Road violence is a pretty big issue on California roadways, and the victims are often pedestrians, ironically enough. Los Angeles, in particular, is infamous for pedestrian accidents — it’s actually one of the top worst cities for pedestrian deaths in the United States. Of the 86 traffic collision deaths in Los Angeles from January to May of 2020, 50 pedestrians, nearly 60 percent, were killed by drivers.
This is a shockingly high number, which in a way may stem from confusion surrounding California’s pedestrian right-of-way laws. According to California Vehicle Code 21960, a driver must yield the right-of-way to a pedestrian in all marked crosswalks or at an intersection. Failing to yield to a pedestrian in a crosswalk or intersection will likely cause the driver to bear liability for the accident.
According to Drivingtips: “Right-of-way rules, together with courtesy and common sense, help to promote traffic safety. It is important to respect the right-of-way of others, especially pedestrians, motorcycle riders, and bicycle riders. Never assume other drivers will give you the right-of-way. Yield your right-of-way when it helps to prevent collisions. Respecting the right-of-way of others is not limited to situations, such as yielding to pedestrians in crosswalks, or watching carefully to ensure the right-of-way of bicyclists and motorcyclists.”
However, the concept of “right-of-way” is sometimes assumed to mean that the pedestrian always has the right-of-way no matter what, even in dangerous instances where they’re walking into oncoming traffic. This is why pedestrian accidents tend to be some of the most contested cases by insurance companies. However, under Vehicle Code 21950(a), as long as a pedestrian is crossing a marked crosswalk or at an intersection that may or may not have a marked crosswalk, they have right-of-way under the law.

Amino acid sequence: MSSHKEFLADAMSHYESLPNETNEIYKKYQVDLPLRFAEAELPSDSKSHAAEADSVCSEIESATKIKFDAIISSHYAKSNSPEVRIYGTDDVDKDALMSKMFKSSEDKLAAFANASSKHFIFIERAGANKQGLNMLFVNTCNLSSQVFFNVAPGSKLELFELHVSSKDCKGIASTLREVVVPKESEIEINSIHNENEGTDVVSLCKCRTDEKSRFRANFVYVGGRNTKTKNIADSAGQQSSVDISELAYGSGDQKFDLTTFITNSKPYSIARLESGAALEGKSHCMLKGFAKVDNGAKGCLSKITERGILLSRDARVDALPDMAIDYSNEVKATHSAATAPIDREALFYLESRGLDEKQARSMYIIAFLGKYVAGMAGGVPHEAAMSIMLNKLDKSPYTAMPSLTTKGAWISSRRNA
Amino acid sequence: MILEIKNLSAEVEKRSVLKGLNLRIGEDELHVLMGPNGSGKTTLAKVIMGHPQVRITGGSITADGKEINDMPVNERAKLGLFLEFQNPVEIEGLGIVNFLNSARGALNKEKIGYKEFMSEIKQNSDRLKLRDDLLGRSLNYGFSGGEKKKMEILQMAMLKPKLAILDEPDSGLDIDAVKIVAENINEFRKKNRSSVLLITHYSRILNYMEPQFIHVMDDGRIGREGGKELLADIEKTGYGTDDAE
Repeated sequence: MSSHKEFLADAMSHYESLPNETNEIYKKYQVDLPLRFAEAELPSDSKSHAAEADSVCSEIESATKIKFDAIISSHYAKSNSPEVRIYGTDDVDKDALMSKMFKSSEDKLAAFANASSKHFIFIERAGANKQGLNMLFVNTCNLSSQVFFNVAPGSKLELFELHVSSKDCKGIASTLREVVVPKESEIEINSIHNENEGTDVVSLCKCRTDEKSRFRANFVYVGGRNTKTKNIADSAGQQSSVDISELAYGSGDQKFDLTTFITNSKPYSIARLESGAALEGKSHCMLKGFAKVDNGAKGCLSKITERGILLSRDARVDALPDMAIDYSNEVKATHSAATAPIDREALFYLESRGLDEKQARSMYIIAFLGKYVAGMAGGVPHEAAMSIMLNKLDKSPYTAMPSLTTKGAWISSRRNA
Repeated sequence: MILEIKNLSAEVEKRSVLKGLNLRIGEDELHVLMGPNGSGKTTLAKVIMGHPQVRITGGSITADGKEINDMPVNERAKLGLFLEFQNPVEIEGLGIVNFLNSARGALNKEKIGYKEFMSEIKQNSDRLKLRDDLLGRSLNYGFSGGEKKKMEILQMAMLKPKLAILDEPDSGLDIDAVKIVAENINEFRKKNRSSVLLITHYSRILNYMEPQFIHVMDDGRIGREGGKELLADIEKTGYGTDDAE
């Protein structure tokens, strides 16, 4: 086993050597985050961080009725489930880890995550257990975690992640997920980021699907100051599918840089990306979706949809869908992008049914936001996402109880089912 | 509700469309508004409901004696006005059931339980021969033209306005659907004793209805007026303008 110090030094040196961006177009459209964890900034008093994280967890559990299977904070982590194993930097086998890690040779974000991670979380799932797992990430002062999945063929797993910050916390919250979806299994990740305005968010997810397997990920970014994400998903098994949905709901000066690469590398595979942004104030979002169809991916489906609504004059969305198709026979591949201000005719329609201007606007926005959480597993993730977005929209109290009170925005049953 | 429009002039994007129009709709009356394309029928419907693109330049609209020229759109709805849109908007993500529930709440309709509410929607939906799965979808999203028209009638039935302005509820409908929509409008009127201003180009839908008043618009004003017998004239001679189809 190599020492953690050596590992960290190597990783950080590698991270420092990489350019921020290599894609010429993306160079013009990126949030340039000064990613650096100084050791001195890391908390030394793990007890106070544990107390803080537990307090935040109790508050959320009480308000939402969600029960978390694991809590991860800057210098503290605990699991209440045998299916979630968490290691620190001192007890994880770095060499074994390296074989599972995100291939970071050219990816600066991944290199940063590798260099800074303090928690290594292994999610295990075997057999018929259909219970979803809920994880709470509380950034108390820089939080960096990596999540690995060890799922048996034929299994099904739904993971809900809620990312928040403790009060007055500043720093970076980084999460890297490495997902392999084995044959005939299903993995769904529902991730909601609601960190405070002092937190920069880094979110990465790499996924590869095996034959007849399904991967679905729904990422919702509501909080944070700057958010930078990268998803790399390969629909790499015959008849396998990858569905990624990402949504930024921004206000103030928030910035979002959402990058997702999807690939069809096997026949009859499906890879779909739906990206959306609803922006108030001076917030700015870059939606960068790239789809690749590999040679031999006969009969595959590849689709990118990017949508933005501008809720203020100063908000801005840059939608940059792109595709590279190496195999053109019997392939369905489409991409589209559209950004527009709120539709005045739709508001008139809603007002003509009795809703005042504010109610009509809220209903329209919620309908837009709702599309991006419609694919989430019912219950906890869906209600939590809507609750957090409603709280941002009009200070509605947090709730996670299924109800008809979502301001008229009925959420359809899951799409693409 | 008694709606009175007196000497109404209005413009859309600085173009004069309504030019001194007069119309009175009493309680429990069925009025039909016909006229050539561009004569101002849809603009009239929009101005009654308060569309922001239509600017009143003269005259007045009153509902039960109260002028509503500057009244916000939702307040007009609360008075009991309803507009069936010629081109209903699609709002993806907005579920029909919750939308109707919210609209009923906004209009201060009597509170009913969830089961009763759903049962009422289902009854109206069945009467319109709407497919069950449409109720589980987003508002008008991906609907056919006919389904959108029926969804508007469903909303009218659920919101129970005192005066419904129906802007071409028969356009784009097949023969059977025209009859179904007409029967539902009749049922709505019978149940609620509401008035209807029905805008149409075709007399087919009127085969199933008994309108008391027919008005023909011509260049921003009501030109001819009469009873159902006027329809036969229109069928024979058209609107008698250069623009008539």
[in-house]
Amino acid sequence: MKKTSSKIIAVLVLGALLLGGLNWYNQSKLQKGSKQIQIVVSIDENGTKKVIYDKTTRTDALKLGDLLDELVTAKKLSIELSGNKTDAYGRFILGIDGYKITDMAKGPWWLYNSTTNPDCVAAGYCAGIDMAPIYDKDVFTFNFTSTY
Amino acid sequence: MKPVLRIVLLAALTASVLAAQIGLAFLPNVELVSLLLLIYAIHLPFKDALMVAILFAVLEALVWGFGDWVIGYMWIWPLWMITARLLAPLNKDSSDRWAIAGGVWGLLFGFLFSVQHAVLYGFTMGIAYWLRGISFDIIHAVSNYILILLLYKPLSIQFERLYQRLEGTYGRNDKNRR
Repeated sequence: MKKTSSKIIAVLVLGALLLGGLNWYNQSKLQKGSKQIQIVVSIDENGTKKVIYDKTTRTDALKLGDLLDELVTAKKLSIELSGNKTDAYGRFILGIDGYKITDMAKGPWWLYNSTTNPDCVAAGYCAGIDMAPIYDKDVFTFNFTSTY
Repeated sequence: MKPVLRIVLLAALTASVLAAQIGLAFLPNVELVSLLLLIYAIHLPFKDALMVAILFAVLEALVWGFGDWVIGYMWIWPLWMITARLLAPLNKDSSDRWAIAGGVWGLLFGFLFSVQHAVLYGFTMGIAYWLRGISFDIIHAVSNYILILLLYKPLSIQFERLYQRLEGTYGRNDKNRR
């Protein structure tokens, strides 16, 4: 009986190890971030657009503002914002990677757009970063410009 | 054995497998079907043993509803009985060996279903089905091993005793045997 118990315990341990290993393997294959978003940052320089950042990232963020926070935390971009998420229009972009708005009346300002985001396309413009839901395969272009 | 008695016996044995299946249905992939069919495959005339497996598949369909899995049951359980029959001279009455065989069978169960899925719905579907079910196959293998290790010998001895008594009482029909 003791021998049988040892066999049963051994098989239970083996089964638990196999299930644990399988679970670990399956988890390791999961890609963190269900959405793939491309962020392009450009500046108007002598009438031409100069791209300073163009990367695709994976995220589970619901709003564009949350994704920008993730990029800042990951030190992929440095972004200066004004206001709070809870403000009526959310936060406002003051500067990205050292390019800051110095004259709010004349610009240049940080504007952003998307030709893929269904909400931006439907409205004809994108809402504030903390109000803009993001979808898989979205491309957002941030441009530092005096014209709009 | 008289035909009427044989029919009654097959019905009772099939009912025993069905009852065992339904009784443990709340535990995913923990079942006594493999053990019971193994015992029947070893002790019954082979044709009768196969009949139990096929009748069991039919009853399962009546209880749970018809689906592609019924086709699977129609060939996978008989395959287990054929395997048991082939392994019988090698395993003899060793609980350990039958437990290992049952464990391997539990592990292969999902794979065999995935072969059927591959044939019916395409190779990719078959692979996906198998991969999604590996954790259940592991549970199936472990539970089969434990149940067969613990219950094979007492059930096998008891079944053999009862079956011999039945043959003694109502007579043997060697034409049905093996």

This vehicle code also states: “No pedestrian may suddenly leave a curb or other place of safety and walk or run into the path of a vehicle that is so close as to constitute an immediate hazard.” Because of the ambiguity in the vehicle code as it refers to “immediate hazard,” this is why insurance companies often contest these types of cases.
Per CVC 21954(a), pedestrians are not legally allowed to walk out into the street without a crosswalk. It says, “Every pedestrian upon a roadway at any point other than within a marked crosswalk or within an unmarked crosswalk at an intersection shall yield the right-of-way to all vehicles upon the roadway so near as to constitute an immediate hazard.” As it turns out, pedestrians don’t always have the right-of-way. They actually must yield right-of-way to vehicles when they cross in an area outside of a crosswalk.
However, in the event of an accident in such a scenario, drivers aren’t exactly completely blameless. The section continues, “the provisions of this section shall not relieve the driver of a vehicle from the duty to exercise due care for the safety of any pedestrian upon a roadway.” What this means is that if a pedestrian illegally crosses a street and a driver has enough time to notice and slow down or stop, they must do so.
All this verbiage causes a lot of confusion between pedestrians and drivers, which oftentimes leads to accidents. Drivers must always act responsibly and be vigilant, given they’re the ones behind the deadly vehicles, particularly when pedestrians are present. Pedestrians, for their part, must always remember to cross safely and to not impede traffic in order to do their part to ensure their safety — especially in a city like Los Angeles, known for road rage and traffic violence.
Sharing Liability in an Accident
It is very important to note that even if a pedestrian is found to have been partly at-fault for an accident, they can still receive damages. California is a comparative negligence state, meaning each party involved is assigned a percentage of blame for an accident.